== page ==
Background: Dopaminergic input to the prefrontal cortex (PFC) increases throughout adolescence and, by establishing precisely localized synapses, calibrates cognitive function. However, why and how mesocortical dopamine axon density increases across adolescence remains unknown.
Methods: We used a developmental application of axon-initiated recombination to label and track the growth of dopamine axons across adolescence in mice. We then paired this recombination with cell-specific knockdown of the netrin-1 receptor DCC to determine its role in adolescent dopamine axon growth. We then assessed how altering adolescent PFC dopamine axon growth changes the structural and functional development of the PFC by quantifying pyramidal neuron morphology and cognitive performance.
Results: We show, for the first time, that dopamine axons continue to grow from the striatum to the PFC during adolescence. Importantly, we discover that DCC, a guidance cue receptor, controls the extent of this protracted growth by determining where and when dopamine axons recognize their final target. When DCC-dependent adolescent targeting events are disrupted, dopamine axons continue to grow ectopically from the nucleus accumbens to the PFC and profoundly change PFC structural and functional development. This leads to alterations in cognitive processes known to be impaired across psychiatric conditions.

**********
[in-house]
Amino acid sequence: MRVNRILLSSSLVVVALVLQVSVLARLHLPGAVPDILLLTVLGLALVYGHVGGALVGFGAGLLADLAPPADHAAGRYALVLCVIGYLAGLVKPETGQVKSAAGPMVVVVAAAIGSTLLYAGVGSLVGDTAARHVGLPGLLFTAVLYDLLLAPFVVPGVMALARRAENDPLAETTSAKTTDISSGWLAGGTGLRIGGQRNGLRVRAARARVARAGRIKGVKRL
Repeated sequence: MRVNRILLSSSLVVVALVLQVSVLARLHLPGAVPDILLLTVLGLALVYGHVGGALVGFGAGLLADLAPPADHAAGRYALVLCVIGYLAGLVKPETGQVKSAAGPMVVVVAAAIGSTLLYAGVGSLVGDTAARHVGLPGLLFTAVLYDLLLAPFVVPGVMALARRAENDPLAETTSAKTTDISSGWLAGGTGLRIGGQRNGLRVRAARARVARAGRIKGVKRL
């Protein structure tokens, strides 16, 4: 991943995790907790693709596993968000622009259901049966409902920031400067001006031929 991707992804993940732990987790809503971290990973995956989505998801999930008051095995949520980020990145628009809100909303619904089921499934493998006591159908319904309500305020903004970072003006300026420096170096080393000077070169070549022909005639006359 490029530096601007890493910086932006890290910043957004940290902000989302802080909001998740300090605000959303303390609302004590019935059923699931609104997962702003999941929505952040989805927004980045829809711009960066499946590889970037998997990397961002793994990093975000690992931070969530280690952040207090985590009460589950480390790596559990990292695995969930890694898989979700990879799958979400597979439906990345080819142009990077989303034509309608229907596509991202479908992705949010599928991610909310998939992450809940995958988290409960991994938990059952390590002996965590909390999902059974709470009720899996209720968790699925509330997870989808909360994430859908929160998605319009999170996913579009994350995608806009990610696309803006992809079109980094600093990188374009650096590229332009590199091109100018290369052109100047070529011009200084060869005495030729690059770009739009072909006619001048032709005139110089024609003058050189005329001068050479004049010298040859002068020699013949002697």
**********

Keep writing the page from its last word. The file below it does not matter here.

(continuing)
Conclusions: The prolonged growth of dopamine axons represents an extraordinary period for experience to influence their adolescent trajectory and predispose to or protect against psychopathology. DCC receptor signaling in dopamine neurons is a molecular link where genetic and environmental factors may interact in adolescence to influence the development and function of the prefrontal cortex.
Keywords: Axon growth; Axon-initiated recombination; Behavioral inhibition; Cognitive flexibility; Guidance cues; Netrin-1.
Copyright © 2017 Society of Biological Psychiatry. Published by Elsevier Inc. All rights reserved.